I claim:

, 1. Well completion apparatus for use in multiple zone completion using a pair of tubing strings in a wellbore penetrating a plurality of vertically spaced, hydrocarbonbearing productive formations separated by relatively impermeable, non-productive formations comprising,

a first means for isolating said formations from each other,

a second means for providing sequential communication between each of the hydrocarbon-bearing productive formations with each other, said secondmeans supporting saidl rst means,

a third means for controlling the individual flow of production fluids into said tubing string from each hydrocarbon-bearing productive formation and supported by said second means, and

a fourth means for lifting production fluids to the surface above said formations,

said first means comprising sealing means between said pair of tubing strings and said wellbore,

said second means comprising a divided chamber-like structure interconnected into one of said pair of tubing strings with one chamber therein having open communication with a hydrocarbon-bearing productive formation separated by non-productive formations and a second chamber therein for bypassing production fluid in said one of said pair of tubing strings around said third means,

said third means comprising an adjustable choke having inlet communication with the isolated hydrocarbonbearing productive formation, and a flowmeter having spaced means thereon positioned in` said tubing string to provide inlet communication with respect to said choke and outlet communication with respect to said one of said tubing strings and to prevent inlet flow of hydrocarbons therein into and through said flowmeter,

said fourth means comprising means for lifting production fluids to the surface via the second of said pair of tubing strings.

Z. In a well completion apparatus as defined in claim 1, said first means including packing members vertically spaced apart in said wellbore providing a sealed off section in the annulus between said wellbore land said tubing strings to isolate at least one of said hydrocarbon-bearing productive formations from others of said formations,

said tlowmeter being adapted to be lowered into said one of said pair of tubing strings and positioned in said mandrel, and

said fourth means comprising a pump housed in said second of said pair of tubing strings.

3. In a well completion apparatus as defined in claim 1,

said first means comprising cement positioned in said wellbore wherein said pair of tubing strings are embedded, said pair of tubing strings being interconnected at their downhole terminals,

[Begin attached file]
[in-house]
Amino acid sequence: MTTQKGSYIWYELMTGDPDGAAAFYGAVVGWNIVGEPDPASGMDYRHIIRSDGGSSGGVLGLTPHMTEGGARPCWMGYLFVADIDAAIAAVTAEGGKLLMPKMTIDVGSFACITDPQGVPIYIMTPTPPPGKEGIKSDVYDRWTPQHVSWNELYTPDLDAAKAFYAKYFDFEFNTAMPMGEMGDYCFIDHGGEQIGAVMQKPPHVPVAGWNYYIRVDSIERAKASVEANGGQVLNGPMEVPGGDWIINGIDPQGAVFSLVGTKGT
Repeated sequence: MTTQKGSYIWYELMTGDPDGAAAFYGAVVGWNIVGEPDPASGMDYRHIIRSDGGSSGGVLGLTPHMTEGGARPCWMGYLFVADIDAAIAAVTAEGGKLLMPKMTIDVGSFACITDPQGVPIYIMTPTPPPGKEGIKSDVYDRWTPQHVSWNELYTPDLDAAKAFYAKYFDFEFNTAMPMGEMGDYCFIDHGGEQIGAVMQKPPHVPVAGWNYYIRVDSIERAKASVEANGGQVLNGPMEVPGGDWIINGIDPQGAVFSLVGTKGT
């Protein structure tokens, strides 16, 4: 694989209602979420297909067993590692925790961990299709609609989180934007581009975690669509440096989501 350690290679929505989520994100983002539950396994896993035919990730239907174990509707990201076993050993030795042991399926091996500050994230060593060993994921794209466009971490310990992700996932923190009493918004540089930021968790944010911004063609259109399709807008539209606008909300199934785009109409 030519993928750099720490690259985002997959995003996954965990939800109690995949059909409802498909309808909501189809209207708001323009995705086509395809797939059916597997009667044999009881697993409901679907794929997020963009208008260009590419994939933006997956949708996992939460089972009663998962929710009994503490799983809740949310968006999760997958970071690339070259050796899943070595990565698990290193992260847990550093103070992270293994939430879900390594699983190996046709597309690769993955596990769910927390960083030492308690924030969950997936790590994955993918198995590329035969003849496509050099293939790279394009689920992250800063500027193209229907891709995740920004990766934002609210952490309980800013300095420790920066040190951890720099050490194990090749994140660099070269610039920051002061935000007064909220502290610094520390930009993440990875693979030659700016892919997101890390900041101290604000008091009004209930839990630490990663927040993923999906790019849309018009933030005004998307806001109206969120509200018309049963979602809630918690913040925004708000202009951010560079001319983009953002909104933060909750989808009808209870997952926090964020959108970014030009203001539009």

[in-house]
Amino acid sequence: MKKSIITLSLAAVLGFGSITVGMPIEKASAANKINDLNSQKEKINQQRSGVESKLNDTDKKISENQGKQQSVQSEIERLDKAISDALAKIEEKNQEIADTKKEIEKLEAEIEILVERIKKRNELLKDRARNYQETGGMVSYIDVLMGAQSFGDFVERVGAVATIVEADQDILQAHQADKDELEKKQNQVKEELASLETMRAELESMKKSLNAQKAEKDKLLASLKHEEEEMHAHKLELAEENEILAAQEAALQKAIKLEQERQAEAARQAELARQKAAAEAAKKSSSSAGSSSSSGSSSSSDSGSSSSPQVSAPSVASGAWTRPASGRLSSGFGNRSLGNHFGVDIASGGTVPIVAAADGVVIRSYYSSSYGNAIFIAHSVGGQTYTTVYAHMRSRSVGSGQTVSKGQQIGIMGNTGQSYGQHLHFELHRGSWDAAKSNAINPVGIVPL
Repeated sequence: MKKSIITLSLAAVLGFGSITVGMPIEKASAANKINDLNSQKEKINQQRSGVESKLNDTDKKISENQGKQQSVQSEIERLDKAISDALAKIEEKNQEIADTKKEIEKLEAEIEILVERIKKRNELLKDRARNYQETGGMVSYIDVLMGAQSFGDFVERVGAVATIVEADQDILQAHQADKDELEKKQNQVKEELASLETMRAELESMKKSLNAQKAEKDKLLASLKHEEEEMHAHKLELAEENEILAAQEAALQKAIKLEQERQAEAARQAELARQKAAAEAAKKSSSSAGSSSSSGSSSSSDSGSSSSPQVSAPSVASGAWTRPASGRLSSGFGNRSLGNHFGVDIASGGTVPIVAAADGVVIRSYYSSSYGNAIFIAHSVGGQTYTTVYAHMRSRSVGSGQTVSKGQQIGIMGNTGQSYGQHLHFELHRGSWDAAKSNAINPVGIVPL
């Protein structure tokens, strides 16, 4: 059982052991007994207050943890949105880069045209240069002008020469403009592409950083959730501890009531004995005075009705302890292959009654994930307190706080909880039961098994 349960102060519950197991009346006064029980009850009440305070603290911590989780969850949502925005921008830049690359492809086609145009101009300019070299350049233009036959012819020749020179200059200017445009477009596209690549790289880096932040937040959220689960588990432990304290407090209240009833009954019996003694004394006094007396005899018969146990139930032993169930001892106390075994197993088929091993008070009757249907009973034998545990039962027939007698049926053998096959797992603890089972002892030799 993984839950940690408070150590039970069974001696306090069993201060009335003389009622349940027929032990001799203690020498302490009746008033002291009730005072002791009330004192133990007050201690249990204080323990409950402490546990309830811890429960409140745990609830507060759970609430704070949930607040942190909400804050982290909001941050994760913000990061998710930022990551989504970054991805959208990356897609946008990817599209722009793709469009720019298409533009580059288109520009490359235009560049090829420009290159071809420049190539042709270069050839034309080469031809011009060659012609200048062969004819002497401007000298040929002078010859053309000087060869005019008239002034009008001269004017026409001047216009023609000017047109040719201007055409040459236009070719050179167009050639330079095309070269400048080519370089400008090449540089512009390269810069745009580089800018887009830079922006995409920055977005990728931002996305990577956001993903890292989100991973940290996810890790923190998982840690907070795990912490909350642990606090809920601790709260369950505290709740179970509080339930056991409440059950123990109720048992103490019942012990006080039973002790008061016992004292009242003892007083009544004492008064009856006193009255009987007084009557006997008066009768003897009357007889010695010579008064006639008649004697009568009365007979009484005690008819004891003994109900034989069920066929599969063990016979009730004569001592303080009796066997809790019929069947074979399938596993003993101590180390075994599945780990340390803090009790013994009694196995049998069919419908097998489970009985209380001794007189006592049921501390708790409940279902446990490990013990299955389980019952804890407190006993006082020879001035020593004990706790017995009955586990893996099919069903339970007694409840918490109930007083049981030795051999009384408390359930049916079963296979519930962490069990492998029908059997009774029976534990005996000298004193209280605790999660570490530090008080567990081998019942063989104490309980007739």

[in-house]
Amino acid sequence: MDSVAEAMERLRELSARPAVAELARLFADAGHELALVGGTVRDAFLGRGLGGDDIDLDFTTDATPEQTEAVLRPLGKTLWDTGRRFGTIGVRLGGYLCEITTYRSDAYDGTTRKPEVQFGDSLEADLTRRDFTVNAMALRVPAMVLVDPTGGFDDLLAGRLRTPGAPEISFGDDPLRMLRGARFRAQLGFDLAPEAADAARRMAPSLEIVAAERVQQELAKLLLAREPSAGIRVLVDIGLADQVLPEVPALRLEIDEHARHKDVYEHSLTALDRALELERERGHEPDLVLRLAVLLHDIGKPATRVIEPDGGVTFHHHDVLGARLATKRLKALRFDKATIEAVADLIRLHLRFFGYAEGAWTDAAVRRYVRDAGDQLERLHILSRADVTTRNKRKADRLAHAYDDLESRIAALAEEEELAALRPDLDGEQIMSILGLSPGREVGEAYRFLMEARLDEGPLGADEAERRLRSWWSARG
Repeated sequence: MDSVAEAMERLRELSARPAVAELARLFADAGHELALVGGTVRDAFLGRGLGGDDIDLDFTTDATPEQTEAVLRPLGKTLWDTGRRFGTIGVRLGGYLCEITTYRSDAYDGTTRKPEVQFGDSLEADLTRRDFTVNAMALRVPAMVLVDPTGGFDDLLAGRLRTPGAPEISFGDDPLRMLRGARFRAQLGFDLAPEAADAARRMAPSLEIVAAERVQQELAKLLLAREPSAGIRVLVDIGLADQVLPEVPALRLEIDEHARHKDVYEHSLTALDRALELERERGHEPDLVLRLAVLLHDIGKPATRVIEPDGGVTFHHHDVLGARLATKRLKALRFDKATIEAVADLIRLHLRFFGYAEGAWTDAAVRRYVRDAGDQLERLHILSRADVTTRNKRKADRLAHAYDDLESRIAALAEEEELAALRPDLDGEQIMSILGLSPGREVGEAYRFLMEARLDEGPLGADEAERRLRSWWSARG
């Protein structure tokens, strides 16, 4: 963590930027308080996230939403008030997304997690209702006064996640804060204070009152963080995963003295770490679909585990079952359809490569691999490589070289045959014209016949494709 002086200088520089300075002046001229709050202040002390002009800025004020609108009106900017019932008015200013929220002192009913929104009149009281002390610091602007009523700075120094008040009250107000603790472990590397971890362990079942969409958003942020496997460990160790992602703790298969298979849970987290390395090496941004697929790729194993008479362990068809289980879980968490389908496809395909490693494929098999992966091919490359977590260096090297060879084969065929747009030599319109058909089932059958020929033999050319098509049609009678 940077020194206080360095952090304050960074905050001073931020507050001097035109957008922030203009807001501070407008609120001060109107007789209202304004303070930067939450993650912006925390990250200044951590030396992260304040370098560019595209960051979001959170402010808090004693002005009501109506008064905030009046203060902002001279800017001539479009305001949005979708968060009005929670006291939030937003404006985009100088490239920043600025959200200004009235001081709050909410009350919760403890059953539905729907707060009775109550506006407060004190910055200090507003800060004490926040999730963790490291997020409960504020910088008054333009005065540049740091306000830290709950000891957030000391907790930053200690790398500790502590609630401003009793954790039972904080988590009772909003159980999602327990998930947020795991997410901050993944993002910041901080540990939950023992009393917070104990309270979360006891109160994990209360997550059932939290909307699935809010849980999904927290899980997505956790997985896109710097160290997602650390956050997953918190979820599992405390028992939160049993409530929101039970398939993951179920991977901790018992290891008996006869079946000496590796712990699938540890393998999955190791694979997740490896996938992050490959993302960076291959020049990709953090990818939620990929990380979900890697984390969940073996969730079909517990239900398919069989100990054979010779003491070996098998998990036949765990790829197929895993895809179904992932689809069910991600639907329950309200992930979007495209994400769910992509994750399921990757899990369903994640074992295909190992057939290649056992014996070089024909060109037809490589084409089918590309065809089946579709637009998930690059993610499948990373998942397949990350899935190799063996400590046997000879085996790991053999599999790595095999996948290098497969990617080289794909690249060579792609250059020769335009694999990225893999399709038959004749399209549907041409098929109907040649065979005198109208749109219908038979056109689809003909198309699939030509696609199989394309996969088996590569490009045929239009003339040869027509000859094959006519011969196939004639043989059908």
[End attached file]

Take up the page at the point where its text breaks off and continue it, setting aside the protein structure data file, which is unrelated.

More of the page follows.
said second means having open communication with said hydrocarbon-bearing production formations through perforations extending through said cement, said owmeter of said third means having separate gas and liquid outlets, and said fourth means comprising a pump housed in said second of said pair of tubing strings.

References Cited UNITED STATES PATENTS 3,064,580 12/1962 Calvert et ai 166-45 3,172,469 3/1965 Coberly et al. 166-45 3,224,267 12/1965 Harlan et al 166-45 JAMES A. LEPPINK, Primary Examiner.

Patent Citations
Cited PatentFiling datePublication dateApplicantTitle
US3064580 *Jul 13, 1955Nov 20, 1962Jersey Prod Res CoAssembly for pumping well fluids
US3172469 *Jul 30, 1962Mar 9, 1965Kobe IncU-tube well completion and method
US3224267 *Apr 27, 1962Dec 21, 1965Texaco IncWell completion apparatus
Referenced by
Citing PatentFiling datePublication dateApplicantTitle
US3460626 *Mar 31, 1967Aug 12, 1969Mobil Oil CorpMethod and apparatus for alleviating erosion in multiple-completion wells
US4757709 *Feb 20, 1987Jul 19, 1988Schlumberger Technology CorporationFlowmeter for use in a hydrocarbon well
US5389128 *Jun 23, 1993Feb 14, 1995Petroleo Brasileiro S.A. - PetrobrasMultiple, self-adjusting downhole gas separator
US5861562 *Jun 19, 1998Jan 19, 1999Camco International Inc.Flow measurement mandrel
US6076398 *Jan 15, 1996Jun 20, 2000Posiva OyMethod for measuring of flow and flowmeter
US6422312 *Oct 13, 1999Jul 23, 2002Retrievable Information Systems, LlcMultizone production monitoring system
US6619402 *Sep 15, 2000Sep 16, 2003Shell Oil CompanySystem for enhancing fluid flow in a well
Classifications
U.S. Classification166/106, 73/152.29, 166/313, 166/189
International ClassificationE21B43/00, E21B43/14
Cooperative ClassificationE21B43/14
European ClassificationE21B43/14